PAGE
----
• 2018-07
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  • 2019-04
  • 2019-05
  • 2019-06
  • 2019-07
  • Most data regarding fish CXCR functions have accumulated fro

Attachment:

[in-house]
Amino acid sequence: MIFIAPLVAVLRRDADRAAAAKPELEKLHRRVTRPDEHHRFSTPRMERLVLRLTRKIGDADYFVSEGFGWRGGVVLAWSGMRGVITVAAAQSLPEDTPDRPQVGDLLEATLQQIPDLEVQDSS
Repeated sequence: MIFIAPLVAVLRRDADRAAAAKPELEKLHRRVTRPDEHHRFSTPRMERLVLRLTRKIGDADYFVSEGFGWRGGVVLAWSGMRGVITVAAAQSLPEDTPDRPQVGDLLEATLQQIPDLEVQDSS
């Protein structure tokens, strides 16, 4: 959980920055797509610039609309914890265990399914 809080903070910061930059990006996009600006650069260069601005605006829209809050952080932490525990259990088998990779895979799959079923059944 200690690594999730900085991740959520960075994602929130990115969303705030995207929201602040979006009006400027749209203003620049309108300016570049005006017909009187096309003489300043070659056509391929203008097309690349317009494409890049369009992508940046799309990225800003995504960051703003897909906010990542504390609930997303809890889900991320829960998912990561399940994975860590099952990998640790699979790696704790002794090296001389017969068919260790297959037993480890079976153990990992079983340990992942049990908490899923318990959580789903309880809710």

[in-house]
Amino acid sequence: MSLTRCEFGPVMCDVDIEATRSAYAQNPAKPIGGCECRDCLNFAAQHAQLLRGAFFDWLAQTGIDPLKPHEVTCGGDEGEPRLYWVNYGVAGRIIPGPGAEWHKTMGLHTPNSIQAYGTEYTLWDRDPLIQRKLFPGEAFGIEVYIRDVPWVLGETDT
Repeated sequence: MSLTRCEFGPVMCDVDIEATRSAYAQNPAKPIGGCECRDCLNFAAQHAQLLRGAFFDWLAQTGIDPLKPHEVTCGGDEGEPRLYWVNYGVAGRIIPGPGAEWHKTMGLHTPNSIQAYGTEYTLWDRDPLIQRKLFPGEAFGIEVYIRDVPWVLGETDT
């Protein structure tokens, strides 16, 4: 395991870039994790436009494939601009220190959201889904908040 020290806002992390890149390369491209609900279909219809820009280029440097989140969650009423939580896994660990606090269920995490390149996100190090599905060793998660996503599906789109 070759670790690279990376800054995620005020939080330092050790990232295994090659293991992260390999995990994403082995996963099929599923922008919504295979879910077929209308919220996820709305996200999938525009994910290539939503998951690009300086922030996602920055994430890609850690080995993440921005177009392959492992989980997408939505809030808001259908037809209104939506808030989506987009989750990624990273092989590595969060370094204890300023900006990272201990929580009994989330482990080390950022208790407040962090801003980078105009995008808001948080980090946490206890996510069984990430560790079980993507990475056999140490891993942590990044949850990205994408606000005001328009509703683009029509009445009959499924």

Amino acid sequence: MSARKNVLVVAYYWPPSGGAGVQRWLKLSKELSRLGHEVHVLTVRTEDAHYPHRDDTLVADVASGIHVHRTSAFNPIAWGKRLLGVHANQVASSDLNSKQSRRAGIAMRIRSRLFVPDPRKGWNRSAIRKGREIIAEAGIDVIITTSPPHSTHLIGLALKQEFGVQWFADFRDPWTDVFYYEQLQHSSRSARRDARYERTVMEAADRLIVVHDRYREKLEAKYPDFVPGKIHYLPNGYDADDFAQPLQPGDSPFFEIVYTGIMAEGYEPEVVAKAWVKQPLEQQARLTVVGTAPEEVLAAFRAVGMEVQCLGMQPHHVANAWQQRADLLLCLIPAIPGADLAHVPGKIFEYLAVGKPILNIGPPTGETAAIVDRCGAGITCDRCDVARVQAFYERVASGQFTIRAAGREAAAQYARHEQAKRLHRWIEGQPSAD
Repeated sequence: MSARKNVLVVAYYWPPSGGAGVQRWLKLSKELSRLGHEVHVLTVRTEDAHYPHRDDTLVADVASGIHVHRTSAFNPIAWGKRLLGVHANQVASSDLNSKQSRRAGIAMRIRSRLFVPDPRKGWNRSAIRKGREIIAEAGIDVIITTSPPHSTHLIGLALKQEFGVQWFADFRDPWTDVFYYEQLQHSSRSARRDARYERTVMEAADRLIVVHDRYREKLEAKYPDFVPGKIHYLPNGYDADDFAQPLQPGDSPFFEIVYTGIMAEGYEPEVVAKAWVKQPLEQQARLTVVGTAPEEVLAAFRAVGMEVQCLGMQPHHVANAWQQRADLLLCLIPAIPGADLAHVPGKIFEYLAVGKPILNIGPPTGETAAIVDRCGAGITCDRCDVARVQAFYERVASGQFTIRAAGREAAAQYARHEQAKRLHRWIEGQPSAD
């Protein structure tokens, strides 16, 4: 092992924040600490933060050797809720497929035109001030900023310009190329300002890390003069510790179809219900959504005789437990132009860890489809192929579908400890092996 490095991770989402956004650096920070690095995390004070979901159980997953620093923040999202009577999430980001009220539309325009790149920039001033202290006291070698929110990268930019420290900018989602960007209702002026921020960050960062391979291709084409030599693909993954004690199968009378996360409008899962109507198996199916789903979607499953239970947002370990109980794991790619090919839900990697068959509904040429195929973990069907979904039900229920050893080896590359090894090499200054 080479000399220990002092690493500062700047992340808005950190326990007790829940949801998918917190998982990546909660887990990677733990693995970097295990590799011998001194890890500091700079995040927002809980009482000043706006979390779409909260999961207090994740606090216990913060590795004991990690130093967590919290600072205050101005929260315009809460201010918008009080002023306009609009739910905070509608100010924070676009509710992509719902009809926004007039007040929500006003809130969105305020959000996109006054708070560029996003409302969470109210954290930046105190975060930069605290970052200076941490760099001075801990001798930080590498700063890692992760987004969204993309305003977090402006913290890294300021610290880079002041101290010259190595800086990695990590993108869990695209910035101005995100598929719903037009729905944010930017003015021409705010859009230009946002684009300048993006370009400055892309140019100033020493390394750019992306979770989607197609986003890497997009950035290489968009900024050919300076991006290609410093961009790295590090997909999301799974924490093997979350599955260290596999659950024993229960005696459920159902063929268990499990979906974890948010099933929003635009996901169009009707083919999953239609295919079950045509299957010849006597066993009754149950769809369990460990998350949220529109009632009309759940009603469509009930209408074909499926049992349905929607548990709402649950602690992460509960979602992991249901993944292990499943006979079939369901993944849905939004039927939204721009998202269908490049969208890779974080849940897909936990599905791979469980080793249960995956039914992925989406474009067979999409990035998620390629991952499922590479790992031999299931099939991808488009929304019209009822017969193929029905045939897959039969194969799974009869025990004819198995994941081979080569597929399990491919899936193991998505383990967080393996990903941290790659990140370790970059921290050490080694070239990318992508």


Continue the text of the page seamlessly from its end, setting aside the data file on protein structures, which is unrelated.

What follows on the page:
Most data regarding fish CXCR4 functions have accumulated from work in zebrafish where a range of genetic tools and imaging technologies have been developed. As mentioned above, in teleost fish the two CXCR4s (CXCR4a and 4b) are assumed to interact with two ligands (CXCL12a and 12b) and this different pairing of ligands/receptors appears to effect different functions in regulating development of organs. In zebrafish, interaction between CXCL12a and CXCR4b is essential to guide migration of germ cells during embryogenesis, whilst the CXCL12b–CXCR4a axis controls directional migration of the endoderm during zebrafish gastrulation (Mizoguchi et al., 2008, Nair and Schilling, 2008). Depletion of CXCR4a expression causes separation of the endoderm from the mesoderm. CXCR4b signalling also mediates migration of primordial germ cells toward the location of the prospective gonadal primordium in zebrafish and medaka (Doitsidou et al., 2002, Herpin et al., 2008). Activation of CXCR4 requires phosphorylation of the intracellular C terminal region of the receptor, resulting in recruitment of regulatory proteins (Roland et al., 2003, Ueda et al., 2006). Interestingly, it has been shown recently that a Hox homeobox gene (Hoxb8a), best known for its role in axial patterning during development, plays a role in the modulation of CXCR4b and CXCR7b expression (Breau et al., 2013). CXCR4 is widely expressed in the central nervous system and its roles in neuron development and function have been well documented in mammals and, more recently, in bony fish. Most CXCR4-expressing ganglia progenitors differentiate to form sensory neurons and CXCL12a/SDF-1a–CXCR4b signalling is critical for directing neurons to reach the site of ganglion assembly and the development of the lateral line sensory system in zebrafish (Li et al., 2004). CXCR4 influences the migration of microglia to sites of MK2 inhibitor injury in zebrafish and aids the wound healing process (Chuang et al., 2013). Knockdown of CXCR4b expression in zebrafish leads to abnormal GnRH3 axonal projections and cell migration (Palevitch et al., 2010). In addition, CXCR4 affects regeneration and heart functions (Itou et al., 2012), retinal growth (Li et al., 2005) and muscle myogenesis (Chong et al., 2007). It is highly expressed in human cancer cells and is often used as a biomarker in cancer diagnosis (Cabioglu et al., 2005). The teleost CXCL12-CXCR4 system serves as an ideal model to study the subfunctionalization of duplicated genes (He and Zhang, 2005). The two zebrafish CXCL12 genes have diversified their functions in concert with the two receptors, to generate relative specificity of ligand/receptor binding (CXCL12a–CXCR4b, CXCL12b–CXCR4a). In non-teleost vertebrates, both CXCL12 and CXCR4 exist as single copy genes, and so what drives the subfunctionalization of the CXCL12 and CXCR4 genes in teleosts is an interesting question. It is generally thought that chemokine functions are regulated mainly at two different levels, via change in gene expression and through ligand and receptor binding specificity (Boldajipour et al., 2011); for example, a mutation of N33S in zebrafish CXCL12a significantly reduced its binding affinity with CXCR4b (Boldajipour et al., 2011). Many other genes in teleosts have also been duplicated, by either the 3rd whole genome duplication in basal teleosts and/or random duplication, and in terms of CXCRs, at least two copies of CXCR1, CXCR3, CXCR4 and ACKR3/CXCR7 genes are present (Fig. 1 and Supplementary file 4). Their subfunctionalization is expected to be complex. In addition to their primary roles in development, CXCR4s regulate the homeostasis of immune cells in vertebrates. Fish CXCR4s are detected in immune tissues and lymphocytes (Daniels et al., 1999, Jia and Zhang, 2009, Lin et al., 2012, Yeh and Klesius, 2010, Zhang et al., 2013). In rainbow trout, VHSV infection up-regulates CXCR4 expression in the gills and CD8+ cells (Aquilino et al., 2014). Interestingly, in orange spotted grouper (Epinephelus coioides), CXCR4 expression is significantly up-regulated in the eye and brain where nervous necrosis virus infection and replication take place (Lin et al., 2012), suggesting it may be involved in neuron pathology in these tissues. Stress can also induce CXCR4b expression, as seen in Wuchang bream (Megalobrama amblycephala) exposed to high concentrations of nitrate (Zhang et al., 2013).